February 27, 2012

On the first day of Ayyam-i-Há, circa 1879, one of the believers invited Baha’u’llah and all the believers in 'Akká to lunch at Mazra’ih

Haji Muhammad-Tahir-i-Malmiri[father of Adib Taherzadeh] attained the presence of Bahá'u'lláh around 1878-9. When asked by the friends to describe His impressions of the Blessed Beauty, he always recited in answer a Persian poem:

And wonder at the vision I have dreamed, A secret by my muted tongue concealed; Beauty that is beyond the poet's word, By an unhearing world remains unheard.

The same believer has left to posterity an account of one of the feasts at which he had the honour to be present. These are his words recorded in his memoirs:

In the spring season Bahá'u'lláh used to stay at Mazra'ih for some time.[ Bahá'u'lláh did not live at Mazra'ih or Bahji all the time. He used to go and stay in 'Akká sometimes] Mazra'ih is situated at a distance of about two farsangs [about 12 kilometers] from the city of 'Akká. To attain His presence I used to go to Mazra'ih in the daytime and at night I stayed at the Pilgrim House.

On the first day of the Ayyam-i-Há [Intercalary days] one of the pilgrims had invited Bahá'u'lláh and all the believers in 'Akká to lunch. I too went to Mazra'ih. Early in the morning a large tent was pitched in front of the entrance to the garden on a delightful open space. That morning all the believers, numbering almost two hundred, consisting of those who were living in the Holy Land and the pilgrims, came to Mazra'ih.

February 22, 2012

The amazing story of how Hand of the Cause Roy Wilhelm became a Baha’i

Roy's mother was a Baha’i, one of the earliest believers in the United States. But Roy, though tolerant of his mother's beliefs, couldn't see himself fitting into the Baha’i pattern. He was satisfied with his life-style. He was financially secure, a respected entrepreneur. So he pursued life as he had done for years. You might say he was a creature of habit. Every work day Roy would get up at the same time, wear dark conservative suits, buy the Herald Tribune from the same newstand, and take the same train to Wall Street. When he returned home in the afternoon, he would take the same train, and stop off at the same flower shop to buy his mother flowers. Upon arriving home, he would regularly go to his room, remove his suit coat, replacing it with a dinner-jacket, sit on his bed to remove his shoes and put on slippers.

One day that pattern was altered, but what happened was purely involuntary. He was sitting on his bed, changing his shoes, when his room was suddenly transformed. The walls were whitewashed, and there was a divan. Standing next to Roy was a majestic figure with a long black beard, dressed in what appeared to be an oriental gown. The figure approached Roy, taking off His ring and placing it on Roy's finger and removing Roy's ring and placing it on His finger.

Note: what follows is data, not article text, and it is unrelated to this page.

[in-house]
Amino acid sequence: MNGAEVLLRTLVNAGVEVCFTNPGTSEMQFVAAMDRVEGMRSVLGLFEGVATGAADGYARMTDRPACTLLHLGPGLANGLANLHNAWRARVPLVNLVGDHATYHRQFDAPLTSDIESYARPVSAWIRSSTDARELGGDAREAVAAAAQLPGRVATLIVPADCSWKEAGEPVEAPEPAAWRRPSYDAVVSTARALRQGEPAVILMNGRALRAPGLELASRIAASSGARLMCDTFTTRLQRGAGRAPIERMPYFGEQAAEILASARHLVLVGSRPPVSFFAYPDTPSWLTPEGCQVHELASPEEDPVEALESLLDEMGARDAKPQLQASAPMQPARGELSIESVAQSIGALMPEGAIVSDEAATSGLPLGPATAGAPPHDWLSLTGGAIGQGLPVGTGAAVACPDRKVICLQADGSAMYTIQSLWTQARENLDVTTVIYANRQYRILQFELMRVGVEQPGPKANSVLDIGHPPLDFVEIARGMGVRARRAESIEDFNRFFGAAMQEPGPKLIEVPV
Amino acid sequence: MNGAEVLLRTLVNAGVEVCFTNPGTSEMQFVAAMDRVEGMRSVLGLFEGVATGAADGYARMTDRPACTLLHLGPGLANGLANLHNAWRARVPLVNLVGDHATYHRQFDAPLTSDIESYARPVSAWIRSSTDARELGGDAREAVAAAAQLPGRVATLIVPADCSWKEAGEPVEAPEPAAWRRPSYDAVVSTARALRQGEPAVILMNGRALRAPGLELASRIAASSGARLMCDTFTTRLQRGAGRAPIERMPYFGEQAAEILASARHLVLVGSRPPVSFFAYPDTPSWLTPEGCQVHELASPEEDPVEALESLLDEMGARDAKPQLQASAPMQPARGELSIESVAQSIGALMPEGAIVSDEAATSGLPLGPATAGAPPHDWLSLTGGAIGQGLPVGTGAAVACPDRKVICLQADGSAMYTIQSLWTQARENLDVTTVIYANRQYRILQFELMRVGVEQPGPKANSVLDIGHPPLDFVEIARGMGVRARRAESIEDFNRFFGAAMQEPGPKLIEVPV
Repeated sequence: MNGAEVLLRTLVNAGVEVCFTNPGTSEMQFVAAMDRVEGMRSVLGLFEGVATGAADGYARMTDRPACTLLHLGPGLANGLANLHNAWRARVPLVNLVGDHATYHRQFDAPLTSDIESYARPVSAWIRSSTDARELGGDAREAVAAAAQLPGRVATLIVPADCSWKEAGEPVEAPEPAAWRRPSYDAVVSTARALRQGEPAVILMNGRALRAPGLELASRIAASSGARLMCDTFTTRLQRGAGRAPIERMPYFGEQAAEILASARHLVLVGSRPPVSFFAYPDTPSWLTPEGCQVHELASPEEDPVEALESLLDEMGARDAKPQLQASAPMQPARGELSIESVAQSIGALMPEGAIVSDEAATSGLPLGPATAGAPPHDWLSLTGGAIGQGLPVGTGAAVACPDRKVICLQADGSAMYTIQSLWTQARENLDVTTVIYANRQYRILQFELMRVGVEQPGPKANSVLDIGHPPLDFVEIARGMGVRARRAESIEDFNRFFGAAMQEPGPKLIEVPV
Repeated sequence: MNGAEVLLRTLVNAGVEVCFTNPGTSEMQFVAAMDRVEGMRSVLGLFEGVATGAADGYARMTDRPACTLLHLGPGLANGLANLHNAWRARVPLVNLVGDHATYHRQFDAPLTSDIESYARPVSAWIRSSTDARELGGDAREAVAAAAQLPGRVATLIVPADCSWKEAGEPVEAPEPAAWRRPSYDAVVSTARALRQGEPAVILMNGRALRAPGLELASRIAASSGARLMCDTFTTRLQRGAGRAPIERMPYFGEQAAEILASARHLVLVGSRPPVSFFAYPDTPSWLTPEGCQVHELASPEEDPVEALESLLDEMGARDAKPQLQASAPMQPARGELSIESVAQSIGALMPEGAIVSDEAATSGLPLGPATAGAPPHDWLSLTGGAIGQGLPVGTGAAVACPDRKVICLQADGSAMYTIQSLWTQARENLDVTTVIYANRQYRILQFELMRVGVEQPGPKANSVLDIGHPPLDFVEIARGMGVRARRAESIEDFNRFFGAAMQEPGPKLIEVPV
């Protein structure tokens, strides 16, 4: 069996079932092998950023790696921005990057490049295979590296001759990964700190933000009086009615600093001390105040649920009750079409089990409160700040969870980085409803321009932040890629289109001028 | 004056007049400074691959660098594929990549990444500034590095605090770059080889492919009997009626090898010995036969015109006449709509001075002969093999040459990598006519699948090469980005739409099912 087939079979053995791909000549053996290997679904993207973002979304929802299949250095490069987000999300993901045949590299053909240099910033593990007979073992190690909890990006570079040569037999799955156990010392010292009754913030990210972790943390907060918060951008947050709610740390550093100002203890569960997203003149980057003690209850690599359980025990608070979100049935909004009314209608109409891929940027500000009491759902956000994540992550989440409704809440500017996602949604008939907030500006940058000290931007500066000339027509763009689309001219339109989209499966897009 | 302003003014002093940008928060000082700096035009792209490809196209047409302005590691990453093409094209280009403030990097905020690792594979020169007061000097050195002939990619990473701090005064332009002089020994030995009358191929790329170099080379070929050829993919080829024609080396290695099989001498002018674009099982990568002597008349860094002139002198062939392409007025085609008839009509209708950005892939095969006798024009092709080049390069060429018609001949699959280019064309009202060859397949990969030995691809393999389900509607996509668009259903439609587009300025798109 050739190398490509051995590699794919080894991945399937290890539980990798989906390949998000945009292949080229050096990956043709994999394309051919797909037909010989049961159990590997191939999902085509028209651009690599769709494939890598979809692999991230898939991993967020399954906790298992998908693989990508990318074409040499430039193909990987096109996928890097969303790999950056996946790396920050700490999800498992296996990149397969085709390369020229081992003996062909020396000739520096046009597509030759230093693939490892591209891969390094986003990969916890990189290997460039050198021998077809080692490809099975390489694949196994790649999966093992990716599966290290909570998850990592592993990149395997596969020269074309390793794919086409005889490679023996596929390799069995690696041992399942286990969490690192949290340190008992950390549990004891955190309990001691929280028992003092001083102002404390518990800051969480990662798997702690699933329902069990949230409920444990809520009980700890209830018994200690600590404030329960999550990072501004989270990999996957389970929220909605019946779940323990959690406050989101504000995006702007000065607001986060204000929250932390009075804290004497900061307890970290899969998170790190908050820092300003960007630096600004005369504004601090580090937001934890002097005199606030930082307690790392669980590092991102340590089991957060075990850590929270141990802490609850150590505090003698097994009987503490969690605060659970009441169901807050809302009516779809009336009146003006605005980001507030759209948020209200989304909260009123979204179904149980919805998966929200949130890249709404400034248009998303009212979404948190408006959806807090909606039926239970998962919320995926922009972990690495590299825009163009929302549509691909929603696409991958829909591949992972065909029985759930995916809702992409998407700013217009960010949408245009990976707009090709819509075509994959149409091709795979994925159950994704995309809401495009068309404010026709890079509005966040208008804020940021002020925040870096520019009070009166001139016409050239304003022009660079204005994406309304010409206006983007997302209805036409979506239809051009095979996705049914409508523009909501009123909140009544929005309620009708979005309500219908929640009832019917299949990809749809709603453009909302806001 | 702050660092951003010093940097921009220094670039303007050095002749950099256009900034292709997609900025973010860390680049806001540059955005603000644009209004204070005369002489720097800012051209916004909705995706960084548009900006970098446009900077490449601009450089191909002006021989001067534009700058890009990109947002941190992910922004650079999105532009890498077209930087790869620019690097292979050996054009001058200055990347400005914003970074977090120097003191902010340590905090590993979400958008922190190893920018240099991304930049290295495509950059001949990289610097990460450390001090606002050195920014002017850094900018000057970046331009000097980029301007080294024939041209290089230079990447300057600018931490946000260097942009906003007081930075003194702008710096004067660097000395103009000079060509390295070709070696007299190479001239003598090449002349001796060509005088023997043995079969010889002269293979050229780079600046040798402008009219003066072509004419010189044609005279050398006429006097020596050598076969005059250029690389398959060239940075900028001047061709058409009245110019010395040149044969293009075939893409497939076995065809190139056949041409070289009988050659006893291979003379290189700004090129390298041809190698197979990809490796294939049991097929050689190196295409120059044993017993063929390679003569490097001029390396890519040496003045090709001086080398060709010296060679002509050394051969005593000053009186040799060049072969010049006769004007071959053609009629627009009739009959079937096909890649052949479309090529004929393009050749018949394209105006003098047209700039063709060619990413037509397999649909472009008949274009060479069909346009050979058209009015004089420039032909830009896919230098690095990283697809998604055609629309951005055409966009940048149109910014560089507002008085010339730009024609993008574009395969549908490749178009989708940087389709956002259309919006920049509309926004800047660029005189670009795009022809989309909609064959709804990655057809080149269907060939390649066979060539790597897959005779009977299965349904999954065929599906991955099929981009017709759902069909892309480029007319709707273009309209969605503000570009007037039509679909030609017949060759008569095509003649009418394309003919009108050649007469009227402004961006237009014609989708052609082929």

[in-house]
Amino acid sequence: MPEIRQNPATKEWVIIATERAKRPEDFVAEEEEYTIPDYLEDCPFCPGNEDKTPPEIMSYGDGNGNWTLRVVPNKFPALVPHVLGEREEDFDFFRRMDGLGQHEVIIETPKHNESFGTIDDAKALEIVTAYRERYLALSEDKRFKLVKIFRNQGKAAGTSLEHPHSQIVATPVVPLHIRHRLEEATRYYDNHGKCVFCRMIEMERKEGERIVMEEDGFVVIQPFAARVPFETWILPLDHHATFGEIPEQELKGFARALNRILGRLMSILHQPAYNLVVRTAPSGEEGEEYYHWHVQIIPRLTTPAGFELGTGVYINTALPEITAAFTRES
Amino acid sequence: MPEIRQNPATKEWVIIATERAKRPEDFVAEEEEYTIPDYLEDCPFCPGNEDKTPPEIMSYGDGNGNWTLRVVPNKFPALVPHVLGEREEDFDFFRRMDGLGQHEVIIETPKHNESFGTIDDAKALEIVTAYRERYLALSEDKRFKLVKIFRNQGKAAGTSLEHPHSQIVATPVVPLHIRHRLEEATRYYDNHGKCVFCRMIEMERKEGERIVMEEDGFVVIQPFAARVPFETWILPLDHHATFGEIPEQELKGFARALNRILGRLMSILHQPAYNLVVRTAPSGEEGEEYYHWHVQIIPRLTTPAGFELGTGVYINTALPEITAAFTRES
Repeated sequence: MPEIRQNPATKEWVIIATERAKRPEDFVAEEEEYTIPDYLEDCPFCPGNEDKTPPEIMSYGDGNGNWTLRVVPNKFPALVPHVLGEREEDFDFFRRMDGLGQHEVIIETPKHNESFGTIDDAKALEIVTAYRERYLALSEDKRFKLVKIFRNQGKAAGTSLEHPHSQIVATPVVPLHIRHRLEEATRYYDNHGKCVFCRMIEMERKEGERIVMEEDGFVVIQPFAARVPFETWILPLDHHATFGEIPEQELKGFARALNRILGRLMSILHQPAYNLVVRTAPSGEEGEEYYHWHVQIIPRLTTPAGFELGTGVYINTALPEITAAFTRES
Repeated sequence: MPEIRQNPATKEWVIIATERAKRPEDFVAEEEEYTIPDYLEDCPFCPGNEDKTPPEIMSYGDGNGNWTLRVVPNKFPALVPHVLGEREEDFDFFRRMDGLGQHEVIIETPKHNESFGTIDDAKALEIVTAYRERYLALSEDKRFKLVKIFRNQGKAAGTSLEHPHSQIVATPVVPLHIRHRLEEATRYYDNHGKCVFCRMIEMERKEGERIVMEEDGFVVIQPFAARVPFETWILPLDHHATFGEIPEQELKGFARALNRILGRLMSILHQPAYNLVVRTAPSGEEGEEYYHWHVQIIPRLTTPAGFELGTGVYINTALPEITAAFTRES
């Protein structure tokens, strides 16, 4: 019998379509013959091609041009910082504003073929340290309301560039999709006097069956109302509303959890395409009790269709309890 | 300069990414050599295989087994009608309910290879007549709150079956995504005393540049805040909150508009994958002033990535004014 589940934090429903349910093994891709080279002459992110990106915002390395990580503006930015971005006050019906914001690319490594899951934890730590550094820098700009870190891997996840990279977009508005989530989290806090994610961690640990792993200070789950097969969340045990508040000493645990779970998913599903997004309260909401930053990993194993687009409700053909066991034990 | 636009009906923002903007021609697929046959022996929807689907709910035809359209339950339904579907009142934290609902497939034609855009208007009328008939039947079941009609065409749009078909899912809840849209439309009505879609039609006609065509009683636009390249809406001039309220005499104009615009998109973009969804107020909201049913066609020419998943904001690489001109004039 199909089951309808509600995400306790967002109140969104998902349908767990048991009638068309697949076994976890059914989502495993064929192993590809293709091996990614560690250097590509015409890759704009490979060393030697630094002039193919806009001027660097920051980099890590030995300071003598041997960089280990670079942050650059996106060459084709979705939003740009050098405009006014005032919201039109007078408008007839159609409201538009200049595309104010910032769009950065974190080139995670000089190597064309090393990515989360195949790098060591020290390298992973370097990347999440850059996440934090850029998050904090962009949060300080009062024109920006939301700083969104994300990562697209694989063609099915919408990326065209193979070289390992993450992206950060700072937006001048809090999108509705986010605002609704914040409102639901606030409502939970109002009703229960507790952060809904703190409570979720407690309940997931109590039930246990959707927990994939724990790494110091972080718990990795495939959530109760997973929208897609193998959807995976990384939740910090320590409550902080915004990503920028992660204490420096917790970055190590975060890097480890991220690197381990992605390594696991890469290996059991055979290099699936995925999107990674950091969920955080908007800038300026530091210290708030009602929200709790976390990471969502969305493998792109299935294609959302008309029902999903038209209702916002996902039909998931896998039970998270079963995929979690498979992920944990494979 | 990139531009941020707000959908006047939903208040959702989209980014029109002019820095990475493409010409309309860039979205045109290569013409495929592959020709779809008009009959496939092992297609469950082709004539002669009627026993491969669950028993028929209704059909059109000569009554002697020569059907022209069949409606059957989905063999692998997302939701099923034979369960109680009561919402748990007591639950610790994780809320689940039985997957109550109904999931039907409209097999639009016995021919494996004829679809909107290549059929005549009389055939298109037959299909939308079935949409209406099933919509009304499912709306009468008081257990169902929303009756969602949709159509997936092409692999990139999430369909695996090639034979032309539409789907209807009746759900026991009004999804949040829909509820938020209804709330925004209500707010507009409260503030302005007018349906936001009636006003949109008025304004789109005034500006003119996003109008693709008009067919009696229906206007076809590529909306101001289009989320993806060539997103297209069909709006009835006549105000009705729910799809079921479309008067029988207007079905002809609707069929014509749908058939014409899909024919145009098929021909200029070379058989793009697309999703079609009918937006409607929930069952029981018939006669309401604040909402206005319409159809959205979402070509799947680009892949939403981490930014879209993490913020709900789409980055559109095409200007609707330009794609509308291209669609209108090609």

Roy was riveted to the bed, too startled to feel fear, so awed that he couldn't utter a word. When whatever had developed before him faded away, he tried to analyze what had happened, but he was baffled. This practical man was not prone to psychic experiences. Visions were things he heard his mother's friends talk about; and he secretly felt that half of them were less than mentally balanced.

Roy didn't tell anyone about the experience. Certainly not his friends, because they would most certainly consider him crazy; and had he related the incident to his mother, she would resume her campaign to draw him into the Baha’i Faith. But eventually he shared his secret, despite the fact that he had planned never to reveal it. A power greater than him unlocked his heart.

February 7, 2012

How the Báb blessed the parents of Munirih Khanum (the future wife of ‘Abdu’l-Baha) before her birth

Being forced to leave His native city of Shiraz, the Báb reached Isfahan in the early Fall of 1846. As He approached the outskirts of the city, being escorted by armed guards, He wrote a letter to the governor of the province, Manuchihr Khan, in which He requested him to signify his wish as to the place where He could dwell. The letter was expressive of such courtesy and revealed such exquisite penmanship that the governor was moved to instruct the Imam-Jum'ih of Isfahan, who was the foremost ecclesiastical authority of that province and was known as the Sultanu'l-'Ulama, to receive the Báb in his own home and to accord Him a kindly and generous reception. As the Báb approached the gate of the city, the Imam-Jum'ih went out to welcome Him in person, and conducted Him ceremoniously to his house. According to Mirza Abu’l-Fadl, the erudite Baha’i scholar, this Imam-Jum'ih of Isfahan was recognized in the land as the principal ecclesiastical dignitary of Persia at the time.

A believer by the name of Mirza Ibrahim was a friend of the Imam-Jum'ih and associated closely with him, managing all of his affairs. Two of his sons, many years later, gave their lives for the Faith and received from Baha’u’llah the inestimable bounty of being designated as the King and the Beloved of Martyrs. His younger brother, also a believer living in Isfahan, was named Mirza Muhammad-'Aliy-i-Nahri. He and his wife did not have any children at the time.